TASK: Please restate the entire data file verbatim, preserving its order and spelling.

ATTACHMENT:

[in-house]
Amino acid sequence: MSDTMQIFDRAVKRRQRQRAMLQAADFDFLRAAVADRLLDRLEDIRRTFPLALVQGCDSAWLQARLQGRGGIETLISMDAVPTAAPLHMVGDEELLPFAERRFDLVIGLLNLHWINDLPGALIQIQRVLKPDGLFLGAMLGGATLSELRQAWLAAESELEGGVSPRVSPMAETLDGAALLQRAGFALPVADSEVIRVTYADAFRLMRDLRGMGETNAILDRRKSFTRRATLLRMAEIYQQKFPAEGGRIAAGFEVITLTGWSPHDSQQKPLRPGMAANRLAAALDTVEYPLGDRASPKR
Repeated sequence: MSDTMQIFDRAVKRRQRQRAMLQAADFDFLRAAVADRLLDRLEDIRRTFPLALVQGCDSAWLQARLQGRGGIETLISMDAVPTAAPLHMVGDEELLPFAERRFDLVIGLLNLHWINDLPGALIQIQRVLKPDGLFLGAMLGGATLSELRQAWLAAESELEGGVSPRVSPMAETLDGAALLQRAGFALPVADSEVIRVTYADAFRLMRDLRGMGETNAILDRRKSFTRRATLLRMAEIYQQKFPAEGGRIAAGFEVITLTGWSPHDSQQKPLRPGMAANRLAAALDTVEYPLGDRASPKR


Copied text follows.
[in-house]
Amino acid sequence: MSDTMQIFDRAVKRRQRQRAMLQAADFDFLRAAVADRLLDRLEDIRRTFPLALVQGCDSAWLQARLQGRGGIETLISMDAVPTAAPLHMVGDEELLPFAERRFDLVIGLLNLHWINDLPGALIQIQRVLKPDGLFLGAMLGGATLSELRQAWLAAESELEGGVSPRVSPMAETLDGAALLQRAGFALPVADSEVIRVTYADAFRLMRDLRGMGETNAILDRRKSFTRRATLLRMAEIYQQKFPAEGGRIAAGFEVITLTGWSPHDSQQKPLRPGMAANRLAAALDTVEYPLGDRASPKR
Repeated sequence: MSDTMQIFDRAVKRRQRQRAMLQAADFDFLRAAVADRLLDRLEDIRRTFPLALVQGCDSAWLQARLQGRGGIETLISMDAVPTAAPLHMVGDEELLPFAERRFDLVIGLLNLHWINDLPGALIQIQRVLKPDGLFLGAMLGGATLSELRQAWLAAESELEGGVSPRVSPMAETLDGAALLQRAGFALPVADSEVIRVTYADAFRLMRDLRGMGETNAILDRRKSFTRRATLLRMAEIYQQKFPAEGGRIAAGFEVITLTGWSPHDSQQKPLRPGMAANRLAAALDTVEYPLGDRASPKR